About 1.5 million women-owned businesses employ over a million people in the state of California, accounting for a projected $232 billion in revenue for fiscal year 2018, with firms in the Los Angeles metropolitan area accounting for nearly half of both totals.
That’s according to the eighth annual “State of Women-Owned Business Report” commissioned by New York City-based American Express Co., which came out late last month.
The report is based on U.S. Census Bureau data that includes Los Angeles and Orange counties, which combine for a population of about 13.3 million, or about one-third of the state’s population.
Los Angeles saw the most growth – nearly 80 percent – in the number of women-owned enterprises over the last 10 years compared with other California metropolitan areas, according to the census data.
“What’s interesting about L.A. and its surge in women-owned firms is what we call ‘necessity entrepreneurship’ where many women turned to opening up their own businesses due to lack of jobs during that time frame,” said Geri Stengel, an American Express research advisor. The great recession played a role, she added.
Almost half of the 1.5 million women-owned businesses in the state – some 736,000 – are located in L.A. They are projected to combine for $105 billion in revenue this year, according to the study.
Stengel said that she’s noticed a post-recession shift reflected this year when it comes to motivations for women to start businesses, with more going on their own based on entrepreneurial desire rather than a need individuals have to create employment for themselves.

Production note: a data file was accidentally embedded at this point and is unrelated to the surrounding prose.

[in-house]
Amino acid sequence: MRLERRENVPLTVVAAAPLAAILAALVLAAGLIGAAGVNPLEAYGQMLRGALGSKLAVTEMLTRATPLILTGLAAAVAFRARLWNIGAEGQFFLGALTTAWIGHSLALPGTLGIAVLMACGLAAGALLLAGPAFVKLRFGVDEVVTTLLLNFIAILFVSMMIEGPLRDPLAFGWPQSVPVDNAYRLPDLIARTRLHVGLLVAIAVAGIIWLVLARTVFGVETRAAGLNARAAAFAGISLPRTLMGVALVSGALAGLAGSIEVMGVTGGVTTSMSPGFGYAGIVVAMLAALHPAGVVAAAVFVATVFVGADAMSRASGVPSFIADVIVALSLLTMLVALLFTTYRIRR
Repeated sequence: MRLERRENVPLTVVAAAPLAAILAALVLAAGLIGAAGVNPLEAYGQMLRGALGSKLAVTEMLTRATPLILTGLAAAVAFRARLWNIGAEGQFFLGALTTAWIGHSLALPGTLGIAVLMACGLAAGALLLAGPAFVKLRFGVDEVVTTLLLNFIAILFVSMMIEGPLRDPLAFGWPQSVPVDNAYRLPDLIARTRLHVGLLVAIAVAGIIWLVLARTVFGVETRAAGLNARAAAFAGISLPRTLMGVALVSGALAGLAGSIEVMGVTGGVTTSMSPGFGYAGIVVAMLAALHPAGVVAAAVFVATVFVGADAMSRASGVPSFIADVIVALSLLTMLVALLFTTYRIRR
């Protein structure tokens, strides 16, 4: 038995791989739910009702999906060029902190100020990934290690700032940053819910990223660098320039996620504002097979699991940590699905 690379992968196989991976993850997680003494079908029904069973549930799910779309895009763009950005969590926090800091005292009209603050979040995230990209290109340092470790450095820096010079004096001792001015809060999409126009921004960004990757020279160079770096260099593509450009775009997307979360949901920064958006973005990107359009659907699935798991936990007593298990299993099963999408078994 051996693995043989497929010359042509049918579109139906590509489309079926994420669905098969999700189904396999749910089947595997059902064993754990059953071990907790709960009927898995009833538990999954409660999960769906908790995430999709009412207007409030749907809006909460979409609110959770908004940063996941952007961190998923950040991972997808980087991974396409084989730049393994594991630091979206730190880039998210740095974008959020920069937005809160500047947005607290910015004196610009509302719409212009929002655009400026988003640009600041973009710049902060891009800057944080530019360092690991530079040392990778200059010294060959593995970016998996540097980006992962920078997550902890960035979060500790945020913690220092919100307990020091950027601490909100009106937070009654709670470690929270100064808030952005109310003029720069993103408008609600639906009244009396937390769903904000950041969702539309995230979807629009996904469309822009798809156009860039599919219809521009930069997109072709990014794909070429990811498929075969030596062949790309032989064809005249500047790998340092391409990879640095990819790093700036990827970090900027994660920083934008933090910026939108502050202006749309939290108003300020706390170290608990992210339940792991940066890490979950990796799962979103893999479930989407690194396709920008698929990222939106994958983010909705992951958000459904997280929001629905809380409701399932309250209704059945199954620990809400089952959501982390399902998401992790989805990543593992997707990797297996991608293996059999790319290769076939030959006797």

“With the type of growth that’s happening, this last year we’ve seen what we call ‘opportunity entrepreneurship,’ when a need in the market is identified and a service or product is offered,” she said.
Stengel said she’s observed, anecdotally, that Los Angeles is the No. 2 market in the country, behind New York, in the growth of women-founded businesses, recently surpassing San Francisco.
Other recent measures indicate that funding and pay disparity still disproportionately affect female entrepreneurs compared with their male counterparts despite the uptick in new formations despite the uptick in women-owned business.
A global survey released in March by online design marketplace 99designs said a significant funding gap between the genders exists, with men almost twice as likely to have raised more than $100,000 in capital.
The Business Journals’ 2018 ranking of top women-owned firms in L.A. County showed revenue from the 100 companies on the list reached $18.9 billion in 2017, up 1.8 percent compared with 2016. At the top of the list were companies such as Wonderful Co., Forever 21 Inc. and Panda Restaurant Group.
California was No. 13 in the rate of growth of women-owned firms since 2007, with a 49.8 percent increase; it ranked No. 32 in growth of jobs created by women-owned companies, with a 11.8 percent increase; and No. 35 in growth of firm revenues, with a 25.8 percent increase, the report said. California ranked No. 28 in the nation considering all three factors combined.
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